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Take two for cryomodule 2

Fermilab reinstalls CM2, plans to be ready for cooldown in July

| 11 July 2013

CM2 in Fermilab’s NML facility. Image: Jerry Leibfritz

With the repair and reinstallation of the cryomodule known as CM2, researchers at Fermilab, US, are back on the road towards achieving the International Linear Collider’s R&D goal (named task force “S1”): operating a cryomodule at ILC gradient specifications.

Originally installed in May 2012 as a part of the Advanced Superconducting Test Accelerator (ASTA) in Fermilab’s NML facility, CM2 is the first ILC-type cryomodule built in the United States with cavities expected to meet the ILC’s specifications. But a helium leak detected in the cryomodule put the project on hold until April 2013, when CM2 was reinstalled at NML.

“We expect to be ready for cooldown of CM2 this month, ” said project engineer Jerry Leibfritz. “Then we’ll start testing the cavities after that.”

In order to meet the ILC programme’s S1 goal, the average accelerating gradient over each of the cryomodule’s eight superconducting radiofrequency (SRF) cavities will need to reach at least 31.5 megavolts per metre (MV/m) after installation and cooldown.

A GDE team made an attempt to meet this goal in October 2010 at KEK, in a global collaboration known as the S1-Global experiment. They combined components from Fermilab, DESY (Germany), INFN (Italy), KEK (Japan) and SLAC (US) to build two short 4-cavity cryomodules that were then combined into an eight-cavity cryomodule. The cavities in this cryomodule fell slightly short of the goal, achieving an average gradient of 30.0 MV/m before installation and 26.0 MV/m for simultaneous operation of seven cavities after cooldown, as one cavity did not work properly. S1-Global showed that it is possible to operate a cryomodule close to ILC specifications, and Fermilab researchers hope CM2 will take the achievement one step further by meeting the requirements.

Earlier that year, CM2’s cavities had already met the gradient goal individually, as eight industry-made nine-cell 1.3-gigahertz (GHz) SRF cavities were selected based on their capability to reach the 31.5- MV/m gradient in preinstallation tests. Horizontal tests, the final individual-cavity tests, reached 35 MV/m, according to Fermilab engineering physicist Elvin Harms, who is leading the effort to make CM2 operational. After eight good cavities were chosen, the Fermilab team strung the cavities together inside the cryomodule, which was then placed in Fermilab’s NML facility.

However, when the helium leak was discovered, the entire cryomodule had to be removed from the NML facility and taken to the lab’s Industrial Building Complex for repair. Fortunately, the Fermilab team discovered the leak before attempting cooldown.

“If we had tried to cool it down, it would have leaked helium into the insulating vacuum, and you wouldn’t be able to keep it cold,” Leibfritz said. “You just couldn’t operate it.”

Since CM2’s return to the NML facility, Fermilab engineers have aligned it with the eventual path of the accelerator’s electron beam and have completed cleanroom vacuum work to prepare the SRF cavities for operation. All cavities have undergone warm coupler conditioning, which involves testing the devices that will provide radiofrequency power to the cavities after cooldown. All that remains is to finish the welding and pressure testing of the cryogenic pipes, which supply the helium and nitrogen that will cool CM2 to its operating temperature of 2 kelvins.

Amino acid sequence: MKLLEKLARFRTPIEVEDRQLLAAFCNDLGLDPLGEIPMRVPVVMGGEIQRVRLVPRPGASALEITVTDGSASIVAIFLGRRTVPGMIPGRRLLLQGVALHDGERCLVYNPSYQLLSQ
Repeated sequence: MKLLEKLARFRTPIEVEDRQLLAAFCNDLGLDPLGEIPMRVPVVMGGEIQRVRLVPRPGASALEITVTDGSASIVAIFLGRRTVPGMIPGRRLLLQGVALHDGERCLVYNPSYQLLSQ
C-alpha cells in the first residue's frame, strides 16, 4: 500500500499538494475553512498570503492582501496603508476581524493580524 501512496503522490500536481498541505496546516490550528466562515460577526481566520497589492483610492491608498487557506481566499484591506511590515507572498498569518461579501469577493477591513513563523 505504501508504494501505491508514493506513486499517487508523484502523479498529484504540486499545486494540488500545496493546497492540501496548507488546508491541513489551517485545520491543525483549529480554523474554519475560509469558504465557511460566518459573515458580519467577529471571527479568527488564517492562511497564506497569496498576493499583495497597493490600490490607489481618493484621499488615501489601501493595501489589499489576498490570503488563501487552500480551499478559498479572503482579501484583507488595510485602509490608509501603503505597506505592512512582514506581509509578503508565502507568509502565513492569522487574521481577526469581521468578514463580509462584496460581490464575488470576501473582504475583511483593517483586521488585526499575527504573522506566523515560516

Once cold, the cavities will be tested to see if they reach the expected S1 goal of 31.5 MV/m. The radiofrequency power for the tests will come from a single klystron source to all eight cavities simultaneously, through a wave guide system that was built at SLAC.

Harms said there may be degradation of a few percent from the 35 MV/m gradient measured prior to installation, though even a small decrease is not ideal. To test achievement of the S1 goal, the team will only measure the performance of the cavities up to 31.5 MV/m. After this testing is complete, they will consider increasing the power to determine the practical limit.

“We’re going to bring the gradient up very conservatively,” Harms said. “We don’t want to do anything to damage these cavities.”

CM2 is the second eight-cavity cryomodule to be built at Fermilab. The first cryomodule, CM1, allowed Fermilab researchers gain experience building and operating a cryomodule. It was replaced by CM2 last year.

“We always knew CM1 was not going to be high-gradient and that it was going to come out,” Leibfritz said. “We plan on keeping CM2 here. It will be the first cryomodule for our test accelerator.”

CM2 is just one part of Fermilab’s Advanced Superconducting Test Accelerator, a superconducting linear accelerator originally conceived as an ILC prototype.

Fermilab scientists and engineers are currently commissioning a photocathode electron gun for the test accelerator. They have recently generated the first photoelectrons that will eventually provide the beam for the accelerator.

“Our goal by the end of the year is to be able to send beam through the full injector up to the cryomodule,” Leibfritz said, “and then, hopefully, beam through the cryomodule next year.”

After S1, the ILC programme’s S2 goal is to test an entire ILC RF unit, which is composed of three cryomodules. Fermilab’s NML facility has the ability to house up to six cryomodules with the recently completed extension of the concrete cave which houses the linear accelerator.

“CM2 is really just one more step along the way towards realising the ILC,” Harms said. “It’s another data point that we can put multi-cavity cryomodules together and make them work.”

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